In an attempt to back Bettman's claim, the NHL's lawyers are demanding that the CTE Center turn over the research it has done on the brains of deceased athletes. The defendants say the center's methods may be faulty despite going through the peer-review process.
The physicians have declined to comply, arguing it would take years to catalog the data, halting their research while infringing on their patients' privacy.
"Plaintiffs' counsel rely extensively on the Center's research for both merits and class certification arguments," John H. Beisner, a lawyer for the NHL, said during the last motions hearing in February. "What plaintiffs are saying here is that they can use that research as a sword in this case, but we have to accept that because it was peer-reviewed it's perfectly OK. We can't challenge it. We can't ask any questions about what lies beneath that.
"With BU playing such a central role in the prosecution of this litigation and being the linchpin of the litigation, to allow reasonable inquiry into what underlies the research the Center has done ... and what the internal analyses have been to arrive at the conclusions that they've reached in these studies is critically important."
The judge is considering whether the CTE peer reviews should stand or if the league should get the files.
"My opinion is there's really no plausible belief or scientific support for the proposition that CTE doesn't exist," Zimmerman said. "The NHL is trying to create an issue that doesn't exist. They're trying to say it's not absolutely certain, it hasn't been proven in science with double-blind placebo prospective studies, but I think the association - the strong, overwhelming association - between head hits in hockey and CTE has been proven to exist over and over and over again.
"The Center's findings have been subjected to extremely rigorous scientific scrutiny. The NHL has not identified a single material flaw in the Center's research or that it lacks scientific integrity. The scientific peer-reviewed process and peer experts in the field would have identified any issues long ago if they existed."
Challenging the writing
The NHL has accused the media of being "hysterical" about concussions and fighting. Many retired players who are part of the case have spoken out in the media - including former Sabres defenseman Mike Robitaille during a four-part series by The Buffalo News last year - and the league claimed some had too much help.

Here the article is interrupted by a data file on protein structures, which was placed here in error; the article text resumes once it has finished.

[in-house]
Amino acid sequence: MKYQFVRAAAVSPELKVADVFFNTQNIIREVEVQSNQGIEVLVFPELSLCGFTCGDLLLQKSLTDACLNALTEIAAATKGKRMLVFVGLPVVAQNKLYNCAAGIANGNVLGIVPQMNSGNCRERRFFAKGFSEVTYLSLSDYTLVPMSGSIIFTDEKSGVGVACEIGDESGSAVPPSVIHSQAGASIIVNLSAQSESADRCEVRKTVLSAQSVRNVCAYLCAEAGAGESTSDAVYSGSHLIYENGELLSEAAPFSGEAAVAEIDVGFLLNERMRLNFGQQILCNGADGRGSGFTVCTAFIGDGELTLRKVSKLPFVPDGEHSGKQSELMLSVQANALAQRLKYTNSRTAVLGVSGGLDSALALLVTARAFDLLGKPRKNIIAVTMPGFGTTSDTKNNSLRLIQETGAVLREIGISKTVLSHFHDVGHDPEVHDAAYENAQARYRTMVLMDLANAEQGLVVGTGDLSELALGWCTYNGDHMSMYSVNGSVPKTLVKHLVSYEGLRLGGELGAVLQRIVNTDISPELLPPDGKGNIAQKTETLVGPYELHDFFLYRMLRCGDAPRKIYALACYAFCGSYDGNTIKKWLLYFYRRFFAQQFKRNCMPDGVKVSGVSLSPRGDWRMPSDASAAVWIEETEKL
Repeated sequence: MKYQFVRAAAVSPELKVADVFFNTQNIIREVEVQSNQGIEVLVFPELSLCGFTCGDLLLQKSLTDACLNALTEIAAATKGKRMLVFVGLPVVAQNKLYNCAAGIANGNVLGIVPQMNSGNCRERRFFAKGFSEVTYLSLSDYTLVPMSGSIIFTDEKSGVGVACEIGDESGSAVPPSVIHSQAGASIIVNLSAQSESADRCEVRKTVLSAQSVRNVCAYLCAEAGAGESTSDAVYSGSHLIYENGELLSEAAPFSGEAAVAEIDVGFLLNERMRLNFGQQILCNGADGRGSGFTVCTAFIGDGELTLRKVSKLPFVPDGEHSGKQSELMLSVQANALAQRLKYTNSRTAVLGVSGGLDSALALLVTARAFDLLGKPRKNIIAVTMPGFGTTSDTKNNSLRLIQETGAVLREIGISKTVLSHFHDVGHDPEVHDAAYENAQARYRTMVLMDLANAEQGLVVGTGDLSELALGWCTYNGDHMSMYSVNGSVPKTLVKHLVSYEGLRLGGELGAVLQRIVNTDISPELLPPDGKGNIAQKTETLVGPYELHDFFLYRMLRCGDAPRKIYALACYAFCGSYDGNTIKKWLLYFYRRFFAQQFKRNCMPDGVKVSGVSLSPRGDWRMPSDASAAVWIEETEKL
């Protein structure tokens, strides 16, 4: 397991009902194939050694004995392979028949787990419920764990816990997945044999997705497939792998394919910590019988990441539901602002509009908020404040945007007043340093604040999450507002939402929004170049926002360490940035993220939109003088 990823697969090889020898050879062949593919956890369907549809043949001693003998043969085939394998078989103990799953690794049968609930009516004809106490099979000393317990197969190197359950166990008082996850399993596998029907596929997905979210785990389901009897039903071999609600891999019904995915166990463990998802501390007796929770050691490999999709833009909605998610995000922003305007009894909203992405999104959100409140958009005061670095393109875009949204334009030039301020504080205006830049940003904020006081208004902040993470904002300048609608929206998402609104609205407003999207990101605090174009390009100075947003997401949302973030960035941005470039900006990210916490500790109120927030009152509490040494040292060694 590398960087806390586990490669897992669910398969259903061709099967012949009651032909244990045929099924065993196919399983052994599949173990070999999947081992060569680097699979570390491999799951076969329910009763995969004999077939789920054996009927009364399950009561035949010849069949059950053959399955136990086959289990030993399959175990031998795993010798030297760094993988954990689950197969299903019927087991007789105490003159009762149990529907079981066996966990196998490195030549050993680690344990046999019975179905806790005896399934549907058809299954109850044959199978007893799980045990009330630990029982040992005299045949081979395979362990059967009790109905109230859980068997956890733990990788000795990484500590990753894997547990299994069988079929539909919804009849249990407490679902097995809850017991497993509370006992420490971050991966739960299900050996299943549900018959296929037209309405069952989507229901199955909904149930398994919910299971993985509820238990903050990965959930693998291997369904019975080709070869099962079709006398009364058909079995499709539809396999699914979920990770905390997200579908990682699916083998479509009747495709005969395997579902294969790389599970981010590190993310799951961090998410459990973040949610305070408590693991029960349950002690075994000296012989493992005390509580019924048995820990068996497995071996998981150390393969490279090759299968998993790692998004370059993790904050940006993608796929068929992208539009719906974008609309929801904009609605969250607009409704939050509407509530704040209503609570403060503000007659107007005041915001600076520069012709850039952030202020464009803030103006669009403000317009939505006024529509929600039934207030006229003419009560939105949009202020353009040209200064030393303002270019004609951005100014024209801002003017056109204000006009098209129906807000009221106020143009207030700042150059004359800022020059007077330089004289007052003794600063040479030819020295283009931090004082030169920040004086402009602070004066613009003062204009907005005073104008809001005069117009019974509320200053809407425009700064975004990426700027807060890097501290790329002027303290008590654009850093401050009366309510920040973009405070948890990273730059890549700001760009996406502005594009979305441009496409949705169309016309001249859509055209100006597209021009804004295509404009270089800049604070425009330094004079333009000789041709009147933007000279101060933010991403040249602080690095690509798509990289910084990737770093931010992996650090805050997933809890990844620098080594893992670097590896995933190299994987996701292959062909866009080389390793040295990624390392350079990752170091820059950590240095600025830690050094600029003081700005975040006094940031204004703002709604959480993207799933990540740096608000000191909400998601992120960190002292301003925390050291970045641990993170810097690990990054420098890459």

After multiple players wrote first-person stories, the NHL asked the court for help in obtaining correspondence between those players and a public-relations firm. The league felt the players didn't have the "mental faculties to write lucid and sophisticated op-eds for publications."
The judge denied the request, ruling the players authorized the pieces after being interviewed and reading the final drafts.
"When I sign a brief, I don't write every word of it," Zimmerman said. "I read it and approve it, and it's my work product. But to think that I wrote every word is ridiculous. That's not how the world works.
"They're drawing at straws with that."
Based on the past couple of years, additional debates will be coming in the case. More than 100 former players are claiming the league was negligent in its care and fraudulently concealed the long-term risks of head injuries. They are seeking medical monitoring and compensatory damages.
The sides are scheduled to have two more formal status conferences before the July 11 hearing on class certification. If the motion is approved, the case would include every retired NHL player, not just the ones who joined the lawsuit. A similar case with retired NFL players resulted in a $765 million settlement.
There is no timeline for a conclusion to this legal fight.
"We're trying to see how good each party's claims that it should or shouldn't be a class stand up under discovery," Zimmerman said. "We're still fighting it out in the trenches. It's kind of the ground war of this litigation."